STEELI Funded Through 2012Published: January 30, 2009
The Single Subject Credential Program (SSCP) at CSULB received a $1,466,080 grant running through 2012 funded by the U.S. Department of Education titled Secondary Teacher Education for English Learner Integration (STEELI).
STEELI is a professional development grant written collaboratively by faculty from the College of Education (Karen Hakim-Butt), the College of Natural Sciences and Mathematics (Babette Benken and Susan Gomez-Zwiep) and the Center for Language Minority Education and Research (KimOanh Nguyen-Lam). The primary investigator is Teacher Education’s Huong Tran Nguyen. STEELI focuses on curricular and instructional improvement with two sub-groups: higher education faculty teaching core courses within the SSCP and pre-service teachers in the SSCP (teacher candidates).
The overarching and immediate goal of the project is to improve the SSCP’s teacher education faculty’s and candidates’ understanding of the academic needs of English Learners and their ability to model and implement instruction that supports limited English learners’ acquisition of language, literacy and content.
“We’re very pleased to receive this grant,” said Hakim-Butt, university coordinator of the SSCP and co-director of the Teacher Preparation Advising Center. “This is great because it represents program improvement based on the annual surveys that we have been conducting for years with our students. Plus, this grant represents an opportunity to work with our faculty members and our candidates to help prepare them to teach their subject specific content and work with English learners in public schools.” The grant goals are two-fold: professional development for both part-time and full-time faculty members to inform them about current instructional issues related to English learners; and instruction about the best practices for English learners through a new course for secondary teacher candidates.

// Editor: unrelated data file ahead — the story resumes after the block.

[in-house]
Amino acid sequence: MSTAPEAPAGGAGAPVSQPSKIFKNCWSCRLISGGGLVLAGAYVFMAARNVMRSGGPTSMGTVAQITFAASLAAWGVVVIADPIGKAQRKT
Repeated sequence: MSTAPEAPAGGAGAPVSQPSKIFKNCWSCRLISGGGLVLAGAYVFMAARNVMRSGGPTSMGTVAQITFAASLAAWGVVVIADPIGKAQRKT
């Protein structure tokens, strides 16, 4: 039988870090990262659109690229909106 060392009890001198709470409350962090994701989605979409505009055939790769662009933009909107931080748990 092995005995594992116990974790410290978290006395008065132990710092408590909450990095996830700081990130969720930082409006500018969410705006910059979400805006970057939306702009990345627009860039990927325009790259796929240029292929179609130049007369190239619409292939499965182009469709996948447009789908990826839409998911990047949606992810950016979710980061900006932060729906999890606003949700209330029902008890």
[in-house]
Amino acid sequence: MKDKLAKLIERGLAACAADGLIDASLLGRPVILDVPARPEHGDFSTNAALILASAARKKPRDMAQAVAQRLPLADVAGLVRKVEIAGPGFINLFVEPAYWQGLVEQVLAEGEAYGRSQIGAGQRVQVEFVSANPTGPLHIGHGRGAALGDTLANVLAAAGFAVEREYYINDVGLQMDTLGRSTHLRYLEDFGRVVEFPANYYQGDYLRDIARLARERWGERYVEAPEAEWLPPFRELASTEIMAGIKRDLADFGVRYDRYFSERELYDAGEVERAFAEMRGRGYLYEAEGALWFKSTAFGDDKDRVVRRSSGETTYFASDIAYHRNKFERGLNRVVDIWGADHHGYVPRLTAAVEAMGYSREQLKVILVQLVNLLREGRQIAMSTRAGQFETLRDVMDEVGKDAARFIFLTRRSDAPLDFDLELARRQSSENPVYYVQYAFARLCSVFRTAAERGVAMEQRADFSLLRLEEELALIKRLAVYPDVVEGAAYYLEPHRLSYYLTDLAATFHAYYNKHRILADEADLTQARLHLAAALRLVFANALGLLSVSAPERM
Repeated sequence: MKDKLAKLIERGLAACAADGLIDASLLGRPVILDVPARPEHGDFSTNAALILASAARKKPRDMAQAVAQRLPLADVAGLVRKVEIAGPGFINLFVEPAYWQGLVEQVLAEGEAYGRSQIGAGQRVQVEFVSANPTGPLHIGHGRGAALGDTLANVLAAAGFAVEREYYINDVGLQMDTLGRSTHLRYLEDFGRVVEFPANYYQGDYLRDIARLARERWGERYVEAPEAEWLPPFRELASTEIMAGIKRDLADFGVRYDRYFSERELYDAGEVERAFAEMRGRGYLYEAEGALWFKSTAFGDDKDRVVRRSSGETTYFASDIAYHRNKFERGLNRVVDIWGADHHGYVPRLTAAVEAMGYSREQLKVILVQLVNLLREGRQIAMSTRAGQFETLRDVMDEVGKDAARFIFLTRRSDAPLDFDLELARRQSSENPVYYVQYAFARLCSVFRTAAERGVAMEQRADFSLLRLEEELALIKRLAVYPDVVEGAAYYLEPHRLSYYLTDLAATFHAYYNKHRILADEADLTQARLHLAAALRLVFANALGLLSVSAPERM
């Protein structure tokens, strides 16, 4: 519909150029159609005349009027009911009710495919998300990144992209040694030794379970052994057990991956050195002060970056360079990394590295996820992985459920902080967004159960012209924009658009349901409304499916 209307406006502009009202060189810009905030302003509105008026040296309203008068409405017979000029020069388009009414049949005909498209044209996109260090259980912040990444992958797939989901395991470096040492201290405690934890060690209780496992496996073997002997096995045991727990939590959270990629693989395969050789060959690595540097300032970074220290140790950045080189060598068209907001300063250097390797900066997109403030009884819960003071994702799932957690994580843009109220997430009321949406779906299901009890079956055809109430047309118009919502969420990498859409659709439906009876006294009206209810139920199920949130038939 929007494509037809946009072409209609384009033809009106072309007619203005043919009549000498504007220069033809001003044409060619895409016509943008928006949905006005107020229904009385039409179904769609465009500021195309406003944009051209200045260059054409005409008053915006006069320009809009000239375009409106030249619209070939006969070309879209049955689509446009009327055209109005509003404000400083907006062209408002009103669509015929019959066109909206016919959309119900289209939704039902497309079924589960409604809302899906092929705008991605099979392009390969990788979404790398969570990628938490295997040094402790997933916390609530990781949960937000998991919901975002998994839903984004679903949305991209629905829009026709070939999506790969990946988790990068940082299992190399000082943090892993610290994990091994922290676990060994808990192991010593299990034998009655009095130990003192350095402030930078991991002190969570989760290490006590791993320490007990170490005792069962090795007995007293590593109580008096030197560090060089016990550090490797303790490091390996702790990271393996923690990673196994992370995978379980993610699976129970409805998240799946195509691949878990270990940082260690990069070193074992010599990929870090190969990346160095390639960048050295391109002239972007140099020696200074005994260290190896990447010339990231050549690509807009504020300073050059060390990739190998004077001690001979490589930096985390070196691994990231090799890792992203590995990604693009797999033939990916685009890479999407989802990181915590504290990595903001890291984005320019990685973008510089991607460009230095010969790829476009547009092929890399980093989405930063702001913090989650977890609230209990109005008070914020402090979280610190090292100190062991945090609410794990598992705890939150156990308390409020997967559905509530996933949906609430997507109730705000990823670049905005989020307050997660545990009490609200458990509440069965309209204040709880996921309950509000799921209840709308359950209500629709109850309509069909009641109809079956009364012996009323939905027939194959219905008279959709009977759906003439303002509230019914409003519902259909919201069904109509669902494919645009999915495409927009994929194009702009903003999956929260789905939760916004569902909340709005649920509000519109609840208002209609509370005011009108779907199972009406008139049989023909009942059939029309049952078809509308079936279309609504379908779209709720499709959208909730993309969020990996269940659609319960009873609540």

“This new elective course ran for the first time Fall 2008,” said Benken, the STEELI director of evaluation and a member of the Department of Mathematics and Statistics since 2006. “This course attempts to bridge the general education coursework with teacher education content.” Science Education’s Gomez-Zwiep, STEELI director of curriculum, agrees and is excited about the new course.
Benken hopes the participating university-wide faculty members emerge from the professional development experience with more confidence to prepare pre-service candidates to teach K-12 students who do not speak English as their first language in such content areas as math or English. “We also want to look at the program holistically and make some subtle changes in the assessments we make and the approaches we take to curriculum,” she said.
One of the project’s biggest challenges is its interdisciplinary nature, said Hakim-Butt, who joined the university in 1995. “The interdisciplinary effort is challenging but it is indicative of the program as a whole,” she explained. “The Single Subject Credential Program is university-wide. It is the only one of its kind on campus.”
Hakim-Butt believes the primary reason the university received the grant was the U.S. Department of Education’s recognition of CSULB’s program strengths. “They saw the existing collaborative relationship with the Long Beach Unified School District,” she said. “The granting institution recognized a unique university-wide effort between four colleges (Natural Sciences and Mathematics, Health and Human Services, Liberal Arts and Education) and CLMER (housed in the College of Education), which translates to substantial staff and faculty support. Plus, all the grant participants had previous grant experience.” CLMER’s new director, Leslie Reese, is very excited about and supportive of the STEELI grant.
Benken looks forward to using data yielded by their research in presentations and publications. “We’ve already made one presentation before the California Council on Teacher Education in October and the American Educational Research Association recently accepted our proposal to present before their April 2009 national meeting in San Diego,” she said. “We hope to turn one or both these presentations into manuscripts.”
An additional benefit of the grant is that it serves to acquaint the university with the success of the Single Subject Credential Program. “That is true both in terms of how substantial it is and how successful it is,” Benken said. “This will help the university to better know who is involved with the program and the contributions made by various departments.”
Hakim-Butt agrees. “Receiving this grant brings the university one level higher in the job it does in educating our candidates to be K-12 teachers,” she said. “Its effect is community and nationwide.”